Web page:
After all of its facilities have been cleaned extensively, Volvo Cars has announced that it has reopened its manufacturing plants and company offices in Torslanda, Sweden, following a coronavirus-related shutdown over the last few weeks.
Sweden has been criticized in recent weeks for its somewhat “relaxed” stance on lockdowns and social distancing during the deadly COVID-19 pandemic, and the same sentiments may be the drivers of this reopening. “We have a responsibility towards our employees and our suppliers to restart operations now that the situation allows it,” said Håkan Samuelsson, CEO of Volvo Cars, in a press release. “The best thing we can do to help society is to find ways to restart the company in a safe way, thereby safeguarding people’s health and their jobs.”
That said, Volvo was named “Most Ethical Company” in 2019 by the Ethisphere Institute, a global leader in defining and advancing the standards of ethical business practices. As such, it may have earned the benefit of the doubt here and it could be that the company (Volvo Cars) really does feel like it’s safe to reopen, but Sweden reported 1,540 deaths tied to Covid-19 just yesterday. That’s an increase of 29 from Saturday, and considerably more than in the rest of Scandinavia — but, admittedly, much fewer than Italy or the UK.
“The trend we have seen in recent days, with a more flat curve — where we have many new cases, but not a daily increase — is stabilizing,” Karin Tegmark Wisell, the head of the microbiology department at the Swedish Public Health Authority, told Bloomberg reporters on Friday. “We are seeing the same pattern for patients in intensive care.”
It remains to be seen, then, if they really do have a handle on things over there, or if Volvo is jumping the gun. In the meantime, “the layout in all meeting rooms, office spaces and restaurants has been adjusted where necessary to allow for social distancing,” the press release from Volvo reads. “For example, by ensuring that desks are placed appropriately and limiting the number of people allowed in meeting rooms and restaurants.”
So, will this allow Volvo to get a jump on the summer selling season, or is this a massive health crisis in the making? Take a look at the official press release below, then let us know what you think in the comments.
Volvo Cars reopens Torslanda manufacturing plant and offices in Sweden
Volvo Cars is restarting production at its Torslanda plant in Sweden on Monday (20 April), following a short period of downtime related to the coronavirus pandemic.
The company, which has taken the decision to reopen following a dialogue with relevant labor unions, will also welcome back office workers to its Swedish offices on Monday. Both the plant and offices have been prepared in recent weeks to be as safe as possible for people to return in a way that safeguards their health.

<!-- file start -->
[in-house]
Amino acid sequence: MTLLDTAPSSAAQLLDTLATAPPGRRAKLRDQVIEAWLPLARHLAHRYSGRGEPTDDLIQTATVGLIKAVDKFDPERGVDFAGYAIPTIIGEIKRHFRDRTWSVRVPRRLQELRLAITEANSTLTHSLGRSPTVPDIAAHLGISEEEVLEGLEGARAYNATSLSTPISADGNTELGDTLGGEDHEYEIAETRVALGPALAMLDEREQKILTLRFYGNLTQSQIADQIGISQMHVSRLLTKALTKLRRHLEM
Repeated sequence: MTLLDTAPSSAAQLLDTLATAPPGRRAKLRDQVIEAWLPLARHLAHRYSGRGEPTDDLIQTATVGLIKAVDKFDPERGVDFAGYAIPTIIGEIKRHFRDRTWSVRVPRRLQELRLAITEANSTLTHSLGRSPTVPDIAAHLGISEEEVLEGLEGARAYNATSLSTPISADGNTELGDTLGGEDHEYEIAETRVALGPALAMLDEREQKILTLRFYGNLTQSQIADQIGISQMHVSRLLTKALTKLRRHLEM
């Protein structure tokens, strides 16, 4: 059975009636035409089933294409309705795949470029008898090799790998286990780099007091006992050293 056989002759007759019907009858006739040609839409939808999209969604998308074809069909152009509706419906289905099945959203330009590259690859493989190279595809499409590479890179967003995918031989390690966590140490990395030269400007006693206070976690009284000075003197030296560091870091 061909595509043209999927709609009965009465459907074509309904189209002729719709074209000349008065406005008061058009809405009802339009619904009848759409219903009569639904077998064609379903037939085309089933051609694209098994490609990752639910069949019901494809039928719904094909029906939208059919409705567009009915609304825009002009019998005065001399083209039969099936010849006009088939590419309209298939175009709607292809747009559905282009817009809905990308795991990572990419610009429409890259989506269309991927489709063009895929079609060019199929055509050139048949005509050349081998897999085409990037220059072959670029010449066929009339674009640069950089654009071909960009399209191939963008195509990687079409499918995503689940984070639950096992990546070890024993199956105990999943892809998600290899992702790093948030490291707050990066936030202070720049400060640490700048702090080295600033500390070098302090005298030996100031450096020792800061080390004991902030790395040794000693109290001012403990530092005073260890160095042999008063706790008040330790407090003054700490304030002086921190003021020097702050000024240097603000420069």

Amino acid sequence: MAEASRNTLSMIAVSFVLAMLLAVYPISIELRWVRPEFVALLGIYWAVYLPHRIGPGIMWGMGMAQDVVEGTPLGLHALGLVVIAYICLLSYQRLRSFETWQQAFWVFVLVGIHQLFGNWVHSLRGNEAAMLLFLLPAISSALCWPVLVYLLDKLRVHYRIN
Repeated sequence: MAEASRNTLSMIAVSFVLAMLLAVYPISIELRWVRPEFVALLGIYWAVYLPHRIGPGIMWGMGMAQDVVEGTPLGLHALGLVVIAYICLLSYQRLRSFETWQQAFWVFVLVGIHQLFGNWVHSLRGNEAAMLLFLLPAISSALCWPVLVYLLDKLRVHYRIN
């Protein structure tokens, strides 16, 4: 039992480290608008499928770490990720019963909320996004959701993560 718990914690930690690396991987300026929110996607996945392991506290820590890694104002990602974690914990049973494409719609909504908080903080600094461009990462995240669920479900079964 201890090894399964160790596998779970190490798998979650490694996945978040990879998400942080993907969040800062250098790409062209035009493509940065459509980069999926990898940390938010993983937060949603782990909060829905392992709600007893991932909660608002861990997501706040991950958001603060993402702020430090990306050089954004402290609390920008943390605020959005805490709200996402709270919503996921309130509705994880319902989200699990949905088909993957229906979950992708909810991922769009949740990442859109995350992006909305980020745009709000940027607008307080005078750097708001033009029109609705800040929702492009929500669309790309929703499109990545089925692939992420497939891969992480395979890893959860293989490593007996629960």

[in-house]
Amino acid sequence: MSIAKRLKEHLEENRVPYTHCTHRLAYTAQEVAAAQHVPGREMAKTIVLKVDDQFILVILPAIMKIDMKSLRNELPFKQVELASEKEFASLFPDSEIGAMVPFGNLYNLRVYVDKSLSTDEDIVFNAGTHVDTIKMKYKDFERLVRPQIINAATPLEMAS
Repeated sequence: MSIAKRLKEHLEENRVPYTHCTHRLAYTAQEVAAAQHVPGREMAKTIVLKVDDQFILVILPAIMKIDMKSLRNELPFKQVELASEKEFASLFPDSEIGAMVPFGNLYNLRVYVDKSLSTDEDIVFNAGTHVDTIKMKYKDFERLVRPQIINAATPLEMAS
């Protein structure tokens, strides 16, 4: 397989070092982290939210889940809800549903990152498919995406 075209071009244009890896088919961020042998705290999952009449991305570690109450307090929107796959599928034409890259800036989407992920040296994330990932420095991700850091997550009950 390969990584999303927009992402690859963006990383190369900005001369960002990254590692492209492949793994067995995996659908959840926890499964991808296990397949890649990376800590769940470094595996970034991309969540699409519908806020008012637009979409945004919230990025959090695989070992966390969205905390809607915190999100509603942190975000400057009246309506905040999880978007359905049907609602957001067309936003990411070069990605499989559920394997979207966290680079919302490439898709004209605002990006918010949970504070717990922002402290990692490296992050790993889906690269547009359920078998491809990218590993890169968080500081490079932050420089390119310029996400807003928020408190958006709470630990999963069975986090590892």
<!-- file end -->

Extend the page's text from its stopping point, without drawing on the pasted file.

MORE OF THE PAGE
A constant, close dialogue with all partners and suppliers aims to secure continued production amid ongoing yet reducing disruptions in the supply chain. Production volumes in Torslanda will be adjusted to meet demand in the market as well as existing order books.
“We have a responsibility towards our employees and our suppliers to restart operations now that the situation allows it,” said Håkan Samuelsson, chief executive. “The best thing we can do to help society is to find ways to restart the company in a safe way, thereby safeguarding people’s health and their jobs.”
Before the return of staff on Monday, all facilities have been cleaned extensively, while sanitation and cleaning routines have been intensified and voluntary temperature and pulse oximeter* checks will be offered at main entrances.
In recent weeks, company officials have reviewed every single working station in the Torslanda plant from a health and safety perspective, and where social distancing is not possible, other protective measures have been put in place.
In Swedish office buildings the layout in all meeting rooms, office spaces and restaurants has been adjusted where necessary to allow for social distancing, for example by ensuring that desks are placed appropriately and limiting the number of people allowed in meeting rooms and restaurants.
As for the other sites in Volvo Cars’ global manufacturing network, the Ghent, Belgium plant will also reopen on Monday 20 April, but at reduced production output. The company currently plans to reopen its South Carolina plant in the United States on Monday 11 May. The engine plant in Skövde, Sweden and the body component manufacturing site in Olofström, Sweden will continue to plan their production on a weekly basis and adapt according to needs in the other plants.
Office workers in other markets will continue to follow local guidelines, but Volvo Cars health and safety officials hope that learnings from the Swedish facilities can be implemented elsewhere as well.
Volvo Cars will continue to make use of the support package introduced by the Swedish government earlier this year, which means a continued reduction of working time for most employees. The welcome support by the government allows Volvo Cars to protect its fundamentally healthy business until markets stabilize.
Source | Images: Volvo Cars.
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